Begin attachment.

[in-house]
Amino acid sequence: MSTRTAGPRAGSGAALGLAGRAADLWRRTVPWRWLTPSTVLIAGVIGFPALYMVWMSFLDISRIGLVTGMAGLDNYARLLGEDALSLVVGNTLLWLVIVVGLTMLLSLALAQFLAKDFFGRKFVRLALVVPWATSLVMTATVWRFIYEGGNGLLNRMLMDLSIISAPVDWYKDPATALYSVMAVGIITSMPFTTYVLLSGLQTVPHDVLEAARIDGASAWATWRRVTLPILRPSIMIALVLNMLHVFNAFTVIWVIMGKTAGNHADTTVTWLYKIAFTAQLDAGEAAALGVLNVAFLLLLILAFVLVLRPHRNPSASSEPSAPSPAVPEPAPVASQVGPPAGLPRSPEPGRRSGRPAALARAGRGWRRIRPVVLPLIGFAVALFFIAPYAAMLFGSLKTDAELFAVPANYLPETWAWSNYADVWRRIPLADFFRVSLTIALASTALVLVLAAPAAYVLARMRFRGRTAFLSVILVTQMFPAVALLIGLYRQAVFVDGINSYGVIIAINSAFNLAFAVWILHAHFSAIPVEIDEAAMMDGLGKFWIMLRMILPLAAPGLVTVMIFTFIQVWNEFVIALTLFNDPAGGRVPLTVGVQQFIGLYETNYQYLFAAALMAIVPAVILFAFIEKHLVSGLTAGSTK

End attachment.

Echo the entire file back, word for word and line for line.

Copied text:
[in-house]
Amino acid sequence: MSTRTAGPRAGSGAALGLAGRAADLWRRTVPWRWLTPSTVLIAGVIGFPALYMVWMSFLDISRIGLVTGMAGLDNYARLLGEDALSLVVGNTLLWLVIVVGLTMLLSLALAQFLAKDFFGRKFVRLALVVPWATSLVMTATVWRFIYEGGNGLLNRMLMDLSIISAPVDWYKDPATALYSVMAVGIITSMPFTTYVLLSGLQTVPHDVLEAARIDGASAWATWRRVTLPILRPSIMIALVLNMLHVFNAFTVIWVIMGKTAGNHADTTVTWLYKIAFTAQLDAGEAAALGVLNVAFLLLLILAFVLVLRPHRNPSASSEPSAPSPAVPEPAPVASQVGPPAGLPRSPEPGRRSGRPAALARAGRGWRRIRPVVLPLIGFAVALFFIAPYAAMLFGSLKTDAELFAVPANYLPETWAWSNYADVWRRIPLADFFRVSLTIALASTALVLVLAAPAAYVLARMRFRGRTAFLSVILVTQMFPAVALLIGLYRQAVFVDGINSYGVIIAINSAFNLAFAVWILHAHFSAIPVEIDEAAMMDGLGKFWIMLRMILPLAAPGLVTVMIFTFIQVWNEFVIALTLFNDPAGGRVPLTVGVQQFIGLYETNYQYLFAAALMAIVPAVILFAFIEKHLVSGLTAGSTK